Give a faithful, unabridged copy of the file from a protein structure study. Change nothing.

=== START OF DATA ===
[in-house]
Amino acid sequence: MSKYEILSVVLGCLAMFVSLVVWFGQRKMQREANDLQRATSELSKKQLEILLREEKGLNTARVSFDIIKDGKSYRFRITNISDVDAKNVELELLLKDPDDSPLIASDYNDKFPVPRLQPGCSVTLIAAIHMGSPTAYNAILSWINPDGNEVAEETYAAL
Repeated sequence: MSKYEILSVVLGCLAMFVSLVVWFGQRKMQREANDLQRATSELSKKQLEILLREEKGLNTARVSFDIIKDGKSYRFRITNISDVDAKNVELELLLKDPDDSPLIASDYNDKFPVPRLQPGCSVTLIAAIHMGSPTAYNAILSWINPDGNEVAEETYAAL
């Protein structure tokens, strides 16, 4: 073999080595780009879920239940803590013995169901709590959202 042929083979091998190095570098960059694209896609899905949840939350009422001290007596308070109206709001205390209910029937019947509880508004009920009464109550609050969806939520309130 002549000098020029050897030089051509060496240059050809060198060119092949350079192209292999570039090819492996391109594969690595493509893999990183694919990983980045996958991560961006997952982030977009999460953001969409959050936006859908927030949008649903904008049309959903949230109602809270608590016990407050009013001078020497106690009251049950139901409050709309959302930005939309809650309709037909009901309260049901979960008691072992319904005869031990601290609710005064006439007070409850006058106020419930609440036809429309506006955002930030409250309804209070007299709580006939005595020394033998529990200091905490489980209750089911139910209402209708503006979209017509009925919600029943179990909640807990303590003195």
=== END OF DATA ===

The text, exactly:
[in-house]
Amino acid sequence: MSKYEILSVVLGCLAMFVSLVVWFGQRKMQREANDLQRATSELSKKQLEILLREEKGLNTARVSFDIIKDGKSYRFRITNISDVDAKNVELELLLKDPDDSPLIASDYNDKFPVPRLQPGCSVTLIAAIHMGSPTAYNAILSWINPDGNEVAEETYAAL
Repeated sequence: MSKYEILSVVLGCLAMFVSLVVWFGQRKMQREANDLQRATSELSKKQLEILLREEKGLNTARVSFDIIKDGKSYRFRITNISDVDAKNVELELLLKDPDDSPLIASDYNDKFPVPRLQPGCSVTLIAAIHMGSPTAYNAILSWINPDGNEVAEETYAAL
């Protein structure tokens, strides 16, 4: 073999080595780009879920239940803590013995169901709590959202 042929083979091998190095570098960059694209896609899905949840939350009422001290007596308070109206709001205390209910029937019947509880508004009920009464109550609050969806939520309130 002549000098020029050897030089051509060496240059050809060198060119092949350079192209292999570039090819492996391109594969690595493509893999990183694919990983980045996958991560961006997952982030977009999460953001969409959050936006859908927030949008649903904008049309959903949230109602809270608590016990407050009013001078020497106690009251049950139901409050709309959302930005939309809650309709037909009901309260049901979960008691072992319904005869031990601290609710005064006439007070409850006058106020419930609440036809429309506006955002930030409250309804209070007299709580006939005595020394033998529990200091905490489980209750089911139910209402209708503006979209017509009925919600029943179990909640807990303590003195």